BR.republicservicestruck.062019 TS 503.jpg (copy)

A Republic Services truck turns from Perimeter Drive onto Silverleaf Avenue on an afternoon route in north Baton Rouge on June 19, 2019. 

Monthly bills for basic utilities like water and electricity should stay the same in the southeastern part of East Baton Rouge Parish if residents in the proposed St. George area vote next month to create a new municipality. It's too soon to tell whether costs will change for residential trash service or for sewage and drainage projects.

Voters will decide Oct. 12 whether to create a new 80,000-resident city in certain unincorporated parts of East Baton Rouge Parish. Early voting starts Sept. 28 and ends Oct. 5. If the incorporation effort is successful, St. George would become the parish's fifth municipality. 

Darryl Gissel, the city-parish's chief administrative officer, expects little to change for the residents of the new city because water and electrical service will still be provided by Baton Rouge Water Co. and Entergy, respectively. 

Representatives from the two companies said that much of the infrastructure used to provide service is already in place within the defined boundaries of the proposed St. George.   

Editor's note: One in an occasional series of stories on the possible creation of a new city of St. George in the southeastern part of East Baton Rouge Parish.

There also won't be much of a change in costs associated with wastewater treatment for the residents, but when it comes to drainage, Gissel said, St. George proponents have made public statements recently suggesting they would handle drainage maintenance, so it isn't known, from the city-parish's standpoint, how much that might cost residents in the new municipality.

Drew Murrell, an attorney and spokesman for St. George proponents, says the proposed city would still reap the benefits of parishwide drainage projects, like the recently announced $200 million Flood Control Project. 

"It's the parish saying they don't know how they're going to work with us," he said.  

And if there are upgrades needed to the infrastructure in the proposed city, or any expansions that must happen to the drainage and sewerage system in St. George when new subdivisions and businesses come online, the city-parish would pass those costs onto St. George since they wouldn't be covered by the existing user fees and dedicates taxes used to maintain the current systems parishwide.

The same would apply for expansions for other utilities as well, costs that are often passed on to developers in the parish's other municipalities, officials said.

The city-parish's sewerage system is currently maintained through a user fee, which generates about $90 million a year, and a half-cent sales tax that generates approximately $46 million, according to the city-parish's 2019 fiscal year budget.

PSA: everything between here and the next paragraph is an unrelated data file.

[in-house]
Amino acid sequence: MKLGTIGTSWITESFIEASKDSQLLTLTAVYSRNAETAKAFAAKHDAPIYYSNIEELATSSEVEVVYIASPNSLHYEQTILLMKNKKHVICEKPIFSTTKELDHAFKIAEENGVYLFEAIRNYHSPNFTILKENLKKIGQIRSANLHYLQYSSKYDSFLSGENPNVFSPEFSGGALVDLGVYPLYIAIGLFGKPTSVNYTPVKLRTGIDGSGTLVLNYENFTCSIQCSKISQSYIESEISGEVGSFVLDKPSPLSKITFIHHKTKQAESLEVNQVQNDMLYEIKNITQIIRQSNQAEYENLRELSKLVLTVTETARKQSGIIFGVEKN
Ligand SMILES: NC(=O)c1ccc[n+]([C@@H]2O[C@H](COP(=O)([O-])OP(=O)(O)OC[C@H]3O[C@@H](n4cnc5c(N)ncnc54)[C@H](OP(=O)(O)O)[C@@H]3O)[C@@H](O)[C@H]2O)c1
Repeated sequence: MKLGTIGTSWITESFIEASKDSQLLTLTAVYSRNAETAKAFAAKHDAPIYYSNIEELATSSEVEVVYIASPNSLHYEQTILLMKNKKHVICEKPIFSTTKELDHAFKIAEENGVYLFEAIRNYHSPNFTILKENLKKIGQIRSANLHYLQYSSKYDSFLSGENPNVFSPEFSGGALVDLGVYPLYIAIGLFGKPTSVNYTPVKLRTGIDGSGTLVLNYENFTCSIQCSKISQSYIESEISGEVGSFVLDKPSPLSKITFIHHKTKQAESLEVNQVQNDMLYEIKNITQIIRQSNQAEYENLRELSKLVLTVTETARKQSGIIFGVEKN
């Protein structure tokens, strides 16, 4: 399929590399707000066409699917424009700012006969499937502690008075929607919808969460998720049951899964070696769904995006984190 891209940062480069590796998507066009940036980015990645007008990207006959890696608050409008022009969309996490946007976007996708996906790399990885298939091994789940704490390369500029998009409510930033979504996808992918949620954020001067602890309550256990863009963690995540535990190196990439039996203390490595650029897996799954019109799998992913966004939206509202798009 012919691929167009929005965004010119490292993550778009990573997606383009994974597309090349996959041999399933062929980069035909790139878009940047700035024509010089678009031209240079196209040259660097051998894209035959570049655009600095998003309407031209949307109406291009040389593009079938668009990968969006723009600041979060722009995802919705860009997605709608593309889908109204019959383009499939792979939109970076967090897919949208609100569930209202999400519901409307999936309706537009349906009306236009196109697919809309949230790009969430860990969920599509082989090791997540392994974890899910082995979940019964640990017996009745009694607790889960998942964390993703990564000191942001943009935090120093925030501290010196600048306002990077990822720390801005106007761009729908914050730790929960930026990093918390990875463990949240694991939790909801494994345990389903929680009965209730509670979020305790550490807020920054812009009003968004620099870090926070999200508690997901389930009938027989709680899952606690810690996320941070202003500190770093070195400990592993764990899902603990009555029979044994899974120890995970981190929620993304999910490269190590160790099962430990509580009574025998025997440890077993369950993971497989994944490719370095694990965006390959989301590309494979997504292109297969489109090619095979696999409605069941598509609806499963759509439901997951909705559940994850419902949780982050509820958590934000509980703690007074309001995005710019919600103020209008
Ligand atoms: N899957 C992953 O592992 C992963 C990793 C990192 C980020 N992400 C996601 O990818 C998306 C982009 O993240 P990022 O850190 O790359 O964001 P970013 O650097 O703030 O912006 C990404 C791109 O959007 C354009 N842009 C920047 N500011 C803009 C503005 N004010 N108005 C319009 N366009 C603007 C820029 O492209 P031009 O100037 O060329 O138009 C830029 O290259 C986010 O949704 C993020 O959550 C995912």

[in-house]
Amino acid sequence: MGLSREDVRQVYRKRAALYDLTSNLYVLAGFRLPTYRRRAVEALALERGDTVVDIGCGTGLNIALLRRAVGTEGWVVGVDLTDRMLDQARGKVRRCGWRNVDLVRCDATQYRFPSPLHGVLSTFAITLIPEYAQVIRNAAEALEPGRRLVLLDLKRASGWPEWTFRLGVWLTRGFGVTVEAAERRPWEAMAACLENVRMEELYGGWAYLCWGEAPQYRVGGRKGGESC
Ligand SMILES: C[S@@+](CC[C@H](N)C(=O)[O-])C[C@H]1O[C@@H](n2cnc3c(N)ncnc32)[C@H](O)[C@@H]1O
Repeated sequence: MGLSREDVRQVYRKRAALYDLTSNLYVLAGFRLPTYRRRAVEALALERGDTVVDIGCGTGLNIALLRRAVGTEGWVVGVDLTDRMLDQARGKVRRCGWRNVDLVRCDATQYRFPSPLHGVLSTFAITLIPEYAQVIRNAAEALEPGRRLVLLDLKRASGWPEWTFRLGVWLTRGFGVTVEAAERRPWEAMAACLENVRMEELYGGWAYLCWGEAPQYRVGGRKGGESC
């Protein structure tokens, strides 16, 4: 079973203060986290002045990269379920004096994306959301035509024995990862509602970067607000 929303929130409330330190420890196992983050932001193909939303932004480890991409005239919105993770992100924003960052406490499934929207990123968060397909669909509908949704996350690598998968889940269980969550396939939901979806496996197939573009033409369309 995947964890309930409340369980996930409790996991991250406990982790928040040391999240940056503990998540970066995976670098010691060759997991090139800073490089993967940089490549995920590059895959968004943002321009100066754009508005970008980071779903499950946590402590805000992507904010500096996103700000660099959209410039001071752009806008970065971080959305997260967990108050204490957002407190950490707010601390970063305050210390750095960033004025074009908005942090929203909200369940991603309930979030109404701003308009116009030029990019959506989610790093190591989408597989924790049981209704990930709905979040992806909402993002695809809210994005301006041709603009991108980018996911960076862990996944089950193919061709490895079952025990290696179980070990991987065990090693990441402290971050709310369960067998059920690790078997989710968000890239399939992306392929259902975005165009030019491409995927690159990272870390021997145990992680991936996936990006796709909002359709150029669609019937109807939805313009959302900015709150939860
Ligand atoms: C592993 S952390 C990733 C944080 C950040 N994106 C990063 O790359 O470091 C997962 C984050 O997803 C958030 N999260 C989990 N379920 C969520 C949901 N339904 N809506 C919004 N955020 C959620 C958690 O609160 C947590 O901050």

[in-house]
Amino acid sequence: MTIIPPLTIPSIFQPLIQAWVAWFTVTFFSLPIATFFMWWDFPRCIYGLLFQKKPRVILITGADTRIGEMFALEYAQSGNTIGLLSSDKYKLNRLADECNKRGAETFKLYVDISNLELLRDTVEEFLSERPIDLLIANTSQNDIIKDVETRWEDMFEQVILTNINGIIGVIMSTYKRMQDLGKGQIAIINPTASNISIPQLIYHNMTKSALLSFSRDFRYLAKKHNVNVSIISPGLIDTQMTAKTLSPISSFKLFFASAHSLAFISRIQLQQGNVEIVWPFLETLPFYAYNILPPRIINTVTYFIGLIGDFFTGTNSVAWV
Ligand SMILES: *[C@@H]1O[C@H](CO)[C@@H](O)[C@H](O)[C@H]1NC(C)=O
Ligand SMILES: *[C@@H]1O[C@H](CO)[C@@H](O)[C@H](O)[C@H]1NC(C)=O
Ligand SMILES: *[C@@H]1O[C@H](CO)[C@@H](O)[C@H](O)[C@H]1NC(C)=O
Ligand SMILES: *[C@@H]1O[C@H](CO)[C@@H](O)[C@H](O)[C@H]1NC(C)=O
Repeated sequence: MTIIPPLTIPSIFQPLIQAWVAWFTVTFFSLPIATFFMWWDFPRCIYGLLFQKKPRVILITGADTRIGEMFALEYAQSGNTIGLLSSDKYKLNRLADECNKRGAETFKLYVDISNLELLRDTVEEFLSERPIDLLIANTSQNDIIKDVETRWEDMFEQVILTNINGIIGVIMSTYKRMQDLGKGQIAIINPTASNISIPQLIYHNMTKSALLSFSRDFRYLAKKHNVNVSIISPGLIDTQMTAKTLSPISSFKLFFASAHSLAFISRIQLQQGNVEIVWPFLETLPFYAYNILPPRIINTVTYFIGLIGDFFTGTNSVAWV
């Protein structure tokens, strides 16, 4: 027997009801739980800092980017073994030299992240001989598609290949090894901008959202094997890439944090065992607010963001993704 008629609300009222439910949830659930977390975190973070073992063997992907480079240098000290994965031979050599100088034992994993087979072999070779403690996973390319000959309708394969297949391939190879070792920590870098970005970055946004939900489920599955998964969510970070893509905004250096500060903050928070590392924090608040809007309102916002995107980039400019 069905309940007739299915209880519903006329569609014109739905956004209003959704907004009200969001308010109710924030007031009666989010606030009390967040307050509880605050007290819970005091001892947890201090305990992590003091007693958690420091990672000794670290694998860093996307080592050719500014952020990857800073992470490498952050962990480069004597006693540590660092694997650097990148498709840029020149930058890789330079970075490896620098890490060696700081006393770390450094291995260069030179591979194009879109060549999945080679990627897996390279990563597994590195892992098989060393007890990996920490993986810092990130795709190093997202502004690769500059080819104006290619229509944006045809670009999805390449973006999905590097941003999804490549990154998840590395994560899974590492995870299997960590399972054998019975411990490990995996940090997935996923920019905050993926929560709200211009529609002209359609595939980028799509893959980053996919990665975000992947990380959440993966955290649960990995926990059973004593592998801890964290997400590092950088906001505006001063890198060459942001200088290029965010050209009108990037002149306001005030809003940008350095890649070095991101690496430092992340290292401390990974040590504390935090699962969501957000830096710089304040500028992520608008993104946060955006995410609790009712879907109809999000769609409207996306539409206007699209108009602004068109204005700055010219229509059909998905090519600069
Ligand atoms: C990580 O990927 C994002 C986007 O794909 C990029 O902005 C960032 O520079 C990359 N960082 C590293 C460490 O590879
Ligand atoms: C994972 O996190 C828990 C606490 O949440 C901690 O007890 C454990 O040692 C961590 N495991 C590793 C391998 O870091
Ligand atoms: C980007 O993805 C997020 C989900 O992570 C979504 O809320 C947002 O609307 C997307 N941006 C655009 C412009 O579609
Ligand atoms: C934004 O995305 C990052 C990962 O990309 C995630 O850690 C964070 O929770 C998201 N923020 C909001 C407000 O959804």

The user fee residents pay, including those who live in the unincorporated areas, is based on consumption.

In their first-year budget plan, St. George organizers have set aside about $2.2 million for transportation and drainage out of the more than $58 million in annual sales tax revenue they've estimated they'll have if voters approve the incorporation.

"That wouldn't be our only funding source for drainage," Murrell said. "There would be federal and state money we would compete for to do projects, just like the city-parish does." 

Gissel also couldn't say definitively if St. George residents would still pay $23 a month for residential trash service with the city-parish, which handles its garbage collection through a five-year agreement with Republic Services.

"If they don't do garbage collection with us, they'll have to negotiate their own arrangement," Gissel said. "Their story has been they would examine all the city services and if they liked them, they would keep certain ones and if they found something else, they would dump us."

St. George proponents have said they intend to model the proposed city after Central, the most recent city to incorporate in East Baton Rouge. That model consists of contracting the operation of a majority of its municipal services to private companies.

The petition that organizers circulated, drawing 14,500 signatures, states sanitation and garbage collection would be handled through the parish's "consolidated sewer district." 

That district doesn't levy taxes because garbage collection is funded through user fees. It essentially serves as a mechanism by which services can be offered to unincorporated areas within the parish.

If the proposed St. George area becomes a municipality, said Angie Savoy, budget manager with the city-parish's Finance Department, St. George would no longer be a part of the district.

"However, since the city-parish operates under a home rule charter, this service may be negotiated," she said.  

But Gissel added that the city-parish is under no obligation to do that.  

"Each political entity is going to want to make sure they do what's best for their residents," Gissel said.

St. George is farther away from the city-parish's landfill than any other community in the parish. Right now, the city-parish averages the cost all residents pay for trash service, but if it finds it's more expensive to haul garbage across the parish for St. George residents, they may want to push those costs onto the proposed city. 

"One group isn't going to want to subsidize costs for the other," he said.

The cities of Zachary and Baker have their own garbage contracts while the city-parish allowed Central to piggyback on the city-parish's contract with Republic.

Email Terry Jones at